Tuesday, November 15, 2011

The Buns Are No Longer In The Oven

I bake.  A lot.  I am not a professional baker.  I suspect if I were, the whole process would become a bit tiresome and I'd do something else.

I'm a Hobby Baker.  I also approach the process of Baking from the aspect of my training in Programming and Computing.   That is to say, If I Do This, Then The Results Are That.

If, Then, Else.   Typical Programming Structure.

I realized lately I was not happy with my results.  My Else was flawed.  My breads were better than what you'd find shrink wrapped in a supermarket, but not really enough to make it worth the effort of baking and then cleaning the flour out of my kitchen floor grout. 

Coming from Philadelphia, Bread can easily become an Obsession.  The water there is excellent for baking, which is something you will hear about every town that draws from the Delaware Watershed, including the big monster 90 miles Northeast of Philly that is famous for their Bagels - for good reason.

You can get a hoagie or a cheese steak anywhere in the country these days, but unless they're served on a proper Amoroso Roll, it's going to taste like mush.

Being disappointed with my Only Slightly Better Than Mass Market results, I slacked.  I used some "lesser" flour like the All Purpose or Bread Flour with the store brand sticker on it.  Not all that good.  The water here in Florida is great for swimming in and fishing but for baking bread it is horrendous.  Filter the water at the very least so it no longer smells like it had been drained from the Fort Lauderdale High School swimming pool and isn't tan from the tap.

Oh, yes, really.  The water has a tan tint to it and smells of chlorine.  Especially this month when Fort Lauderdale is flushing their lines with Chlorinated water. 

So I stepped away and was getting some rather excellent Ciabatta Rolls from GFS Marketplace and let the bread machine go idle.

The exception was my Pizzas.  I was making the dough in the bread machine, rolling it out and allowing it to rise for sometimes as long as 2 hours and not quite getting what I expected, but it was always better than the best local restaurants.  Still worth my while enough to make me look at what I was doing wrong.

This weekend we wanted a Pizza.  I buy Mozzarella Cheese when it is on sale, add Feta and Fresh Parmesan to it and layer that over top of a Pizza Sauce that is store bought but not bad.   It is an easy meal, better for you than at a Pizza restaurant because I use better ingredients, and takes only an hour or so to fully prepare.

The problem was that the crust wasn't "quite right".   I was thinking about that and how I am using exactly the same recipe I used in Philly while walking through the flour aisle at GFS when I spotted something that woke me up. 

High Gluten Bread Flour.

If you're a bread baker, you know each flour has its own personality and will give its own texture and taste to the dough.  High Gluten Bread Flour specifically has extra protein and the texture will be more stretchy.  That stretchiness allows the dough to rise higher and has a stronger taste than the All Purpose flour you have around and generally don't give much thought to.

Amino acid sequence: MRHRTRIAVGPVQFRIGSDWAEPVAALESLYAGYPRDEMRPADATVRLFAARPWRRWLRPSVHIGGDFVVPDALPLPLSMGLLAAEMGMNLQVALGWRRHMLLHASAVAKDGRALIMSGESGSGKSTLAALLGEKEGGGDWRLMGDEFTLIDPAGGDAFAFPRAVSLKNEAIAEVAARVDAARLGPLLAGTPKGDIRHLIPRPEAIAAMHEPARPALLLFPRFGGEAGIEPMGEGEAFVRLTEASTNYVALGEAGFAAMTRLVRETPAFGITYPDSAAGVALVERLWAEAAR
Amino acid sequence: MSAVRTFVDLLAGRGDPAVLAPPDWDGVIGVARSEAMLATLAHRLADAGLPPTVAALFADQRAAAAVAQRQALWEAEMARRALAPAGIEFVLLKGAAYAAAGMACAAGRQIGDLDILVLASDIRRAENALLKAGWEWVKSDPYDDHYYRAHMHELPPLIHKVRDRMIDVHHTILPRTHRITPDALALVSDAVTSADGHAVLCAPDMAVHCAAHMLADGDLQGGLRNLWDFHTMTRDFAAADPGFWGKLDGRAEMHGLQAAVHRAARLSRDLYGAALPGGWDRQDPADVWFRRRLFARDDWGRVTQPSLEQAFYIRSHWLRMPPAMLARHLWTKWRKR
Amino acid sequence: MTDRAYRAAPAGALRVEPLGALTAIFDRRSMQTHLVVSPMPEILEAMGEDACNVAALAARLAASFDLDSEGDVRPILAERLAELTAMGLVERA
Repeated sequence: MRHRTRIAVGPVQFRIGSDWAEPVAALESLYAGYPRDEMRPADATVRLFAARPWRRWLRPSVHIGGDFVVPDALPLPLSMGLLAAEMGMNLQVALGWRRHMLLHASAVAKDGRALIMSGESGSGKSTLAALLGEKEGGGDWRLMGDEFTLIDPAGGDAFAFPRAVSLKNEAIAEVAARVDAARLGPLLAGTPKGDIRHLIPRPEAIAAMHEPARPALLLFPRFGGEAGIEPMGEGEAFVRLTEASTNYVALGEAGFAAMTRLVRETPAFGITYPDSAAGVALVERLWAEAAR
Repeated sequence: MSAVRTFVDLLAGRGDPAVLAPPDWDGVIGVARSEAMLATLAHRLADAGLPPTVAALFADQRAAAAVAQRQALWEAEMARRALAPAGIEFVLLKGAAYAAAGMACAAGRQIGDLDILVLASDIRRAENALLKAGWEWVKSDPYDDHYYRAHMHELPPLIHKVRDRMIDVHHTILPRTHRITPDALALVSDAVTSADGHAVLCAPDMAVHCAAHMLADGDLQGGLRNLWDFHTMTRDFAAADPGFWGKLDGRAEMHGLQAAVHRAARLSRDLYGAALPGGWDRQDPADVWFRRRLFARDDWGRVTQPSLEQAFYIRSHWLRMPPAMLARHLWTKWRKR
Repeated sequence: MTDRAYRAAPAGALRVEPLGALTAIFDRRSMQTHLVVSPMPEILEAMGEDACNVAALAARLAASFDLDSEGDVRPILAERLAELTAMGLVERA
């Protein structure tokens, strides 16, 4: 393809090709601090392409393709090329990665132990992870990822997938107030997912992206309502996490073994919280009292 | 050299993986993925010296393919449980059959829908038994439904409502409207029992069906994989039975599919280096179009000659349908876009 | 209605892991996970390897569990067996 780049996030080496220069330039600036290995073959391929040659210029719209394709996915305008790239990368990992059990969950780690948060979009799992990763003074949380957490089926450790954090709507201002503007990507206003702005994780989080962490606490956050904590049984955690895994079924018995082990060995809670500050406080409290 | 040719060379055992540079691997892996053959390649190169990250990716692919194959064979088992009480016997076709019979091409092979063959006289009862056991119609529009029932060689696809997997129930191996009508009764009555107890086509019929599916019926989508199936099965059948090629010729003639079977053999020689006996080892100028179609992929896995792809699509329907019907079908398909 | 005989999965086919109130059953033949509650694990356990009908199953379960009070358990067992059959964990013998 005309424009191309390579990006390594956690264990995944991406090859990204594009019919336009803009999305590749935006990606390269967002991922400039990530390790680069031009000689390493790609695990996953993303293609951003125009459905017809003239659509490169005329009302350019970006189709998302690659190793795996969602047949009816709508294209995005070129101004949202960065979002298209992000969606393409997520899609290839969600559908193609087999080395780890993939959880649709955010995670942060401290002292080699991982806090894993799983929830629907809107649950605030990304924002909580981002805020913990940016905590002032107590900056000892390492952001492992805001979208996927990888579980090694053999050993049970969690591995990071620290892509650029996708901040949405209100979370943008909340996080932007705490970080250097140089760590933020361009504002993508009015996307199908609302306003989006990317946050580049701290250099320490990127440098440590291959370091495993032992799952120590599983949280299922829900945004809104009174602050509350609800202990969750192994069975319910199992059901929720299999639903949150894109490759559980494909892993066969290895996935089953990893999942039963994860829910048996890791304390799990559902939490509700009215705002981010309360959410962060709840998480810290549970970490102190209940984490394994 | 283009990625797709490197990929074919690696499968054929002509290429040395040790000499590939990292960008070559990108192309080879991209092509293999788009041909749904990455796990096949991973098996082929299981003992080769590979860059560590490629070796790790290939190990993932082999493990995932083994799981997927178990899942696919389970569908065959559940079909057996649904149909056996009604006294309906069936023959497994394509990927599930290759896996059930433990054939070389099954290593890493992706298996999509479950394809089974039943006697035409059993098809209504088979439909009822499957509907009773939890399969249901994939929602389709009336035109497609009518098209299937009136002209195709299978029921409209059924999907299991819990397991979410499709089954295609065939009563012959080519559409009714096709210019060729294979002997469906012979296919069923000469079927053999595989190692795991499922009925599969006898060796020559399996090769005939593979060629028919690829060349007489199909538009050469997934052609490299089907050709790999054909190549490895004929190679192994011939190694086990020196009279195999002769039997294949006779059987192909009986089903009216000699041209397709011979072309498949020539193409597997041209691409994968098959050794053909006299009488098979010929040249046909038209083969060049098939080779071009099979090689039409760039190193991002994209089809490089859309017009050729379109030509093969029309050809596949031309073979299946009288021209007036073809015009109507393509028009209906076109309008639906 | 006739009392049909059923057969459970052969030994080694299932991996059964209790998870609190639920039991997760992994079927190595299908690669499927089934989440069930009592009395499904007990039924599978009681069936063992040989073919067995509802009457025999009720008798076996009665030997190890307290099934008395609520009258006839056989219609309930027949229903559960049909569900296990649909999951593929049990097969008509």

All of that was my lightbulb moment.   It was also my "Duh!" moment.  I realized I had slacked and cut corners and it was time for me to go back to basics.

I grabbed a 25 pound bag of flour and came home and made the best pizza I have had since I moved to Florida.  The bottom of the crust was crispy which I had not had either. 

We were onto something!

Since I am watching my calorie intake and getting excellent results, I had been using mass market hamburger buns for small sandwiches.  120 calories a piece and having practically no taste, it is what you'd expect when going to a fast food restaurant - something to keep the food away from your hands in a sandwich.

I got to thinking that Pat's Pizza Dough Recipe that I have been using for more than 10 years now was a perfect loaf of bread to try this out.  I got out the calculator and scientifically figured that if I use 78 Grams of Dough I could make a 120 calorie roll and probably get something better.  No more "Bachelor Chow" burger buns, these had Flavor!

Or so I would learn later.  You see, the little "1/4 pound burger" buns were the control for the experiment.  I was shooting for that but a little better.

I got a LOT better.   The results are in that picture.  Those rolls were as tall as your longest finger. 

(stop looking at your finger, you don't know where it has been)

Just get the gram scale out, measure 2.1 ounces of dough exactly. Each ounce is 35 grams, two ounces is 70, but the extra 8 grams is a better size and used the dough evenly.  I got an even dozen dough balls and walked away from the kitchen for two hours.

The whole while, the house was being infused with the perfume of rising dough and my little Yeasty Beasties doing their best to make my later dinner perfect.   In fact, it's easy to say that that particular combination of Filtered Water, High Gluten Bread Flour, and 2 hour rising time was the key to this lab experiment. 

The trick is cracking the recipe for your current conditions.  Things change.  You Move.  You forget things, and sometimes it's time to go back to basics.  Big Fluffy Buns that were dusted with a tablespoon of "Italian Seasoning" from McCormick in the Dough Stage turned out to be just the right touch for the evening burger that I found in the freezer.

There is only one problem.   I have leftover mass market burger buns that taste like nothing.   No biggie, they'll get eaten, but each time they do, I'll realize that to bake well sometimes you just have to go back to the kitchen and play with your flours.

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